So, What’s In Your Water?
The “World Water Monitoring Challenge” gave us some clues about the health of Permanente Creek at Heritage Oaks Park in Los Altos.
A group of instructors from Grassroots Ecology led an outdoor class and workshop March 11 in the science of creek water. Linda Ziff, water program lead for GreenTown, partnered with Grassroots to host this event.
Jeremy Merckling, Joanne McFarlin and Linda Ziff with an Enviroscape model that demonstrates how pollution gets into creeks
About 20 students of all ages learned that clean creek water is essential to a healthy environment.
They observed the water in the creek, counted the bugs and found out that the bug count is low because the recent heavy rain and rapid water flows have washed them away. Bugs are adaptable though and they will be back.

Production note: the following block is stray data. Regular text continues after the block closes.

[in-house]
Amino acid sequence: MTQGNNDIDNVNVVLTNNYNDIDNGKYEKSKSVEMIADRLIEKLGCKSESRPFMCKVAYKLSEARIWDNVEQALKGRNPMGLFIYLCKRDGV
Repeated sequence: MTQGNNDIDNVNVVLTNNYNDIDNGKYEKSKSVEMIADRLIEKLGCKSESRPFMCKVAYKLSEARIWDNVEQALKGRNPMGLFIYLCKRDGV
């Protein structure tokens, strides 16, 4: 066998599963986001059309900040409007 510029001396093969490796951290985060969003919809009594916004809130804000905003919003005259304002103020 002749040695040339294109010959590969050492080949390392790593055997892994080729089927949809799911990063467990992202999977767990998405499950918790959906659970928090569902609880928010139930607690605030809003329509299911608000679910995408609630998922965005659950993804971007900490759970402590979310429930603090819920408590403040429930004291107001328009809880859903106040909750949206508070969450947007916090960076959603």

The types of bugs in the water helps to tell us if a creek is healthy because some bugs cannot survive in a polluted environment.
Joanne McFarlin describing the bugs in the creek.
The students looked at the turbidity, and the water is now clear after being very murky last month. They measured the pH, and it is neutral, a good thing. They
measured the dissolved oxygen, important for the bugs and fish that live in the water, and it is good. Finally, the temperature of the water was cold, as it should be in late winter.
Jeremy Merckling explaining the role of plants in a healthy watershed
We all left with a better understanding of factors that determine the health of a creek and the state of this local creek. The kids enjoyed being near the water, learning new things, and they gained a deeper appreciation of nature.